WIMBLEDON, England -- American Andy Roddick finally got to the fabled grass at Wimbledon for his first-round match Wednesday and won, but not without a fight.
It took him nearly three hours to overcome Janko Tipsarevic of Serbia, serving 28 aces in a 6-7 (5), 6-4, 7-6 (6), 6-2 first-round victory.
Three-time defending men's champion Roger Federer routed Tim Henman 6-4, 6-0, 6-2, winning 11 straight games at one stretch to move into the third round and extend his record grass-court winning streak to 43 matches.
Roddick and Tipsarevic played one of the most compelling matches of the tournament, with both players diving full length onto the grass to reach shots. The turning point came when Roddick came from 5-4 down to win the third-set tiebreaker.
"That was huge," Roddick said. "I wanted that one real bad."
Roddick then broke at love for a 3-1 lead in the fourth set, thumping his fist on his heart, and cruised the rest of the way. He saved all nine break points against him in the match, converting three of the four he earned.
"My whole thing is survive and advance," Roddick said. "I didn't throw my best stuff out there, but I played OK when it mattered."
He will face German Florian Mayer in the second
Federer, who took only 85 minutes to dismantle Henman on Centre Court, looks untouchable as he bids to become the third man in the Open era to win four straight Wimbledon titles.
Henman, a four-time Wimbledon semifinalist who was unseeded this year because of a drop in his ranking, was no match for the top-ranked Swiss star in a big letdown for the British fans still hoping for a first homegrown men's champion since Fred Perry in 1936.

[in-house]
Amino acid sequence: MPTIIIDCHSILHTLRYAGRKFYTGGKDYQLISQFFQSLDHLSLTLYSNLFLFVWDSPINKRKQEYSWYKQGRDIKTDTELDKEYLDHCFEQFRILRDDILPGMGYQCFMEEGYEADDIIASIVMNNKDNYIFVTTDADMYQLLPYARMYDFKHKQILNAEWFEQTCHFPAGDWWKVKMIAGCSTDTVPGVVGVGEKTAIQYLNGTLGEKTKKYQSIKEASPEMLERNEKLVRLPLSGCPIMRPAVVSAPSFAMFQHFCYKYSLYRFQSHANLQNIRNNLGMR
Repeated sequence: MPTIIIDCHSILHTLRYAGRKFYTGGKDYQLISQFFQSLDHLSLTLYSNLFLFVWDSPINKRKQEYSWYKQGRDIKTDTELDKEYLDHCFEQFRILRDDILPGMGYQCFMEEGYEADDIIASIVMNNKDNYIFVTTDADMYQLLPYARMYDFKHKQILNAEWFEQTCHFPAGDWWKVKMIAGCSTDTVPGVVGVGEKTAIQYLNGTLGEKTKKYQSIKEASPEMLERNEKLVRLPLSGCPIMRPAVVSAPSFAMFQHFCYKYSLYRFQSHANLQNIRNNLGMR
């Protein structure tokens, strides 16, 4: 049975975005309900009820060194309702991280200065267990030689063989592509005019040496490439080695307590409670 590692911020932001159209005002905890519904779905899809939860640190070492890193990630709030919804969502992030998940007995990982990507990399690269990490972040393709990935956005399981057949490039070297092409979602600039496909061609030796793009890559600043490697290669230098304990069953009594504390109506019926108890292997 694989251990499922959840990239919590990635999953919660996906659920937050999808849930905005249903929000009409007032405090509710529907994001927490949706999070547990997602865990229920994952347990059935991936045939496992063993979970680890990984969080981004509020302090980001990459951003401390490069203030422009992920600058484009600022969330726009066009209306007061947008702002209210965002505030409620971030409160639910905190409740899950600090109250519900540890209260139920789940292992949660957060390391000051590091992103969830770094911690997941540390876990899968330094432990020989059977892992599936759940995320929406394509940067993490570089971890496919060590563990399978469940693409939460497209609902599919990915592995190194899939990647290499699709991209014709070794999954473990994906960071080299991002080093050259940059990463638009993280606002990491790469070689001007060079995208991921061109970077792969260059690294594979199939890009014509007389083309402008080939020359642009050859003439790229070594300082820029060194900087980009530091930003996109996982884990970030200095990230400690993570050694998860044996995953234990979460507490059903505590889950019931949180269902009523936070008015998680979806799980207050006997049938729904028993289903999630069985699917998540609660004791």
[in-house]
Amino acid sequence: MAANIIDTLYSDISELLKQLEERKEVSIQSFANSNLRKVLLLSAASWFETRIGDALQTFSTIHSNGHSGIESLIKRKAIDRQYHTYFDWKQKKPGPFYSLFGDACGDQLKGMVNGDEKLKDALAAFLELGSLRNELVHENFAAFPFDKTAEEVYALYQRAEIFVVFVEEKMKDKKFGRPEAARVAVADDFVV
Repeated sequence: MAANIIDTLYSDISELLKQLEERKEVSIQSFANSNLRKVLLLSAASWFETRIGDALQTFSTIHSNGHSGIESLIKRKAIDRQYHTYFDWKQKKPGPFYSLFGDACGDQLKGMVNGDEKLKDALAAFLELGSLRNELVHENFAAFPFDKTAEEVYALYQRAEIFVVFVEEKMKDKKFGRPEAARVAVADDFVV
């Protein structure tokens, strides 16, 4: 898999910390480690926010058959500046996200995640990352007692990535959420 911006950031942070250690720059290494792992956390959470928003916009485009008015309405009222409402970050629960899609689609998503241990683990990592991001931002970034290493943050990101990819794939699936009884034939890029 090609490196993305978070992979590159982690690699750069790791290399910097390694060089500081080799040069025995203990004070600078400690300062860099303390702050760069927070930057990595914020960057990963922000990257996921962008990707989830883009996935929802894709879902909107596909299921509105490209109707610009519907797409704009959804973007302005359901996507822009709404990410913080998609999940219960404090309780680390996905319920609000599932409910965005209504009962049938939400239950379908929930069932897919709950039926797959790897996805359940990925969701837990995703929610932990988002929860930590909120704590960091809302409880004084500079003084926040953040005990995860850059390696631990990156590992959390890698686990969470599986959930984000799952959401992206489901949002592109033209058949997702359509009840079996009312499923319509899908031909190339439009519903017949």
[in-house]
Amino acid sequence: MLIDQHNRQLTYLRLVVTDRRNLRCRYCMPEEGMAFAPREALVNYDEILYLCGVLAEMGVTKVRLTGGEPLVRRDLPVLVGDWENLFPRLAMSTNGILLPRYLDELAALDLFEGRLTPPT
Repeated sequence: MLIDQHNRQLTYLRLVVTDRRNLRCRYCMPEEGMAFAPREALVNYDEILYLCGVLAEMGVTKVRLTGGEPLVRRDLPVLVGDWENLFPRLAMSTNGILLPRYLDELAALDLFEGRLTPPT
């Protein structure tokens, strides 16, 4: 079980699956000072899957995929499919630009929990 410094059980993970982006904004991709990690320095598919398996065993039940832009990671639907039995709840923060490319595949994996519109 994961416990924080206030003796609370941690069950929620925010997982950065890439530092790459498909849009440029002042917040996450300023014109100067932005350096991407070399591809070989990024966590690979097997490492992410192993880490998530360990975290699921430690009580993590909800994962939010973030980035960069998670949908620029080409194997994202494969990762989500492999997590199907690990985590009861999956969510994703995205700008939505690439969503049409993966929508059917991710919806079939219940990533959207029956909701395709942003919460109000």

Federer took control from the start, breaking in the third game. Henman had two break points at 4-3 down in the first set, but Federer saved them with a backhand pass and a deep forehand. Henman
never had another break point.
"I've had a different kind of a draw, where people are
expecting me to struggle more," Federer said. "That I came
through that convincing obviously gives me a lot of confidence.
Sends out maybe a little bit of a message for the other players."
Federer won 11 straight games from the end of the first set through 4-0 in the third. He lost only five points in the second set, broke Henman six times and had 28 winners and only eight unforced errors.
"He's such a good frontrunner," Henman said. "He gets better
and better and makes life more and more difficult. I think he's the
best player I've ever played against, full stop."
Lleyton Hewitt, the 2002 champion, cruised past
Italy's Filippo Volandri, 6-1, 6-1, 6-3. The man Hewitt beat in the
2002 final, fourth-seeded David Nalbandian, defeated France's
Arnaud Clement 6-4 6-4 6-3.
No. 5 Ivan Ljubicic of Croatia won a five-set marathon against Spain's Feliciano Lopez, 6-3, 6-4, 5-7, 3-6 11-9.
No. 9 Nikolay Davydenko of Russia became the highest seeded player to go out when he fell 2-6, 7-6 (4), 7-6 (8), 6-3 to Colombia's Alejandro Falla. No. 17 Robby Ginepri was ousted by fellow American Mardy Fish, 6-3, 6-2, 6-4.